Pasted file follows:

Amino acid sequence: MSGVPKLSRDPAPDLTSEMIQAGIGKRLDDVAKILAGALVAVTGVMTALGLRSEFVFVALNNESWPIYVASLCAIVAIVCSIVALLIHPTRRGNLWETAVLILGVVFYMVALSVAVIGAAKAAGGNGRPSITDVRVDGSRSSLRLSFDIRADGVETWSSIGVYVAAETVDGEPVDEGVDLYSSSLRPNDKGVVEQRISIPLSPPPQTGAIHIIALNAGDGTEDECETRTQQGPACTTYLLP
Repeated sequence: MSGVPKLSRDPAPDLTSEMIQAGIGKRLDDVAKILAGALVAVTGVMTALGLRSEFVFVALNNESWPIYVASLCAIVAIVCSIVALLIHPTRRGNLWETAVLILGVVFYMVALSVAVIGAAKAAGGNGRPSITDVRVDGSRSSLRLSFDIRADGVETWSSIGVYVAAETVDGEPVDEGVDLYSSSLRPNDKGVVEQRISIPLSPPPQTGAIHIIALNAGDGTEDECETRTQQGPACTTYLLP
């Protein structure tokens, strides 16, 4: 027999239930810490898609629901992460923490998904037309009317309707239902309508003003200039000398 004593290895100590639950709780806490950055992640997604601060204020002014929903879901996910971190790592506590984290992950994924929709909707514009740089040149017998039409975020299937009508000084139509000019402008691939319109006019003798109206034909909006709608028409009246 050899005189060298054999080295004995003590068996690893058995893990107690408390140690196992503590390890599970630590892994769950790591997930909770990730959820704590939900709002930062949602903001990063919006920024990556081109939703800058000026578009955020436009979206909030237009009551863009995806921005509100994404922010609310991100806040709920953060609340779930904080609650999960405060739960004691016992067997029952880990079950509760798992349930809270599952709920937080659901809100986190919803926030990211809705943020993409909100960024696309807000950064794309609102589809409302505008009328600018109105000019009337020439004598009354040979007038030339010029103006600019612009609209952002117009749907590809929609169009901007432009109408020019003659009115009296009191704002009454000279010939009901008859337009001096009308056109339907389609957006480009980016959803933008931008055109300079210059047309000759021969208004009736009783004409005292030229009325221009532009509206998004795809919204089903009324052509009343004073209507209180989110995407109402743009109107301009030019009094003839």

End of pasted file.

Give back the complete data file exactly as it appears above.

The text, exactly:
Amino acid sequence: MSGVPKLSRDPAPDLTSEMIQAGIGKRLDDVAKILAGALVAVTGVMTALGLRSEFVFVALNNESWPIYVASLCAIVAIVCSIVALLIHPTRRGNLWETAVLILGVVFYMVALSVAVIGAAKAAGGNGRPSITDVRVDGSRSSLRLSFDIRADGVETWSSIGVYVAAETVDGEPVDEGVDLYSSSLRPNDKGVVEQRISIPLSPPPQTGAIHIIALNAGDGTEDECETRTQQGPACTTYLLP
Repeated sequence: MSGVPKLSRDPAPDLTSEMIQAGIGKRLDDVAKILAGALVAVTGVMTALGLRSEFVFVALNNESWPIYVASLCAIVAIVCSIVALLIHPTRRGNLWETAVLILGVVFYMVALSVAVIGAAKAAGGNGRPSITDVRVDGSRSSLRLSFDIRADGVETWSSIGVYVAAETVDGEPVDEGVDLYSSSLRPNDKGVVEQRISIPLSPPPQTGAIHIIALNAGDGTEDECETRTQQGPACTTYLLP
């Protein structure tokens, strides 16, 4: 027999239930810490898609629901992460923490998904037309009317309707239902309508003003200039000398 004593290895100590639950709780806490950055992640997604601060204020002014929903879901996910971190790592506590984290992950994924929709909707514009740089040149017998039409975020299937009508000084139509000019402008691939319109006019003798109206034909909006709608028409009246 050899005189060298054999080295004995003590068996690893058995893990107690408390140690196992503590390890599970630590892994769950790591997930909770990730959820704590939900709002930062949602903001990063919006920024990556081109939703800058000026578009955020436009979206909030237009009551863009995806921005509100994404922010609310991100806040709920953060609340779930904080609650999960405060739960004691016992067997029952880990079950509760798992349930809270599952709920937080659901809100986190919803926030990211809705943020993409909100960024696309807000950064794309609102589809409302505008009328600018109105000019009337020439004598009354040979007038030339010029103006600019612009609209952002117009749907590809929609169009901007432009109408020019003659009115009296009191704002009454000279010939009901008859337009001096009308056109339907389609957006480009980016959803933008931008055109300079210059047309000759021969208004009736009783004409005292030229009325221009532009509206998004795809919204089903009324052509009343004073209507209180989110995407109402743009109107301009030019009094003839």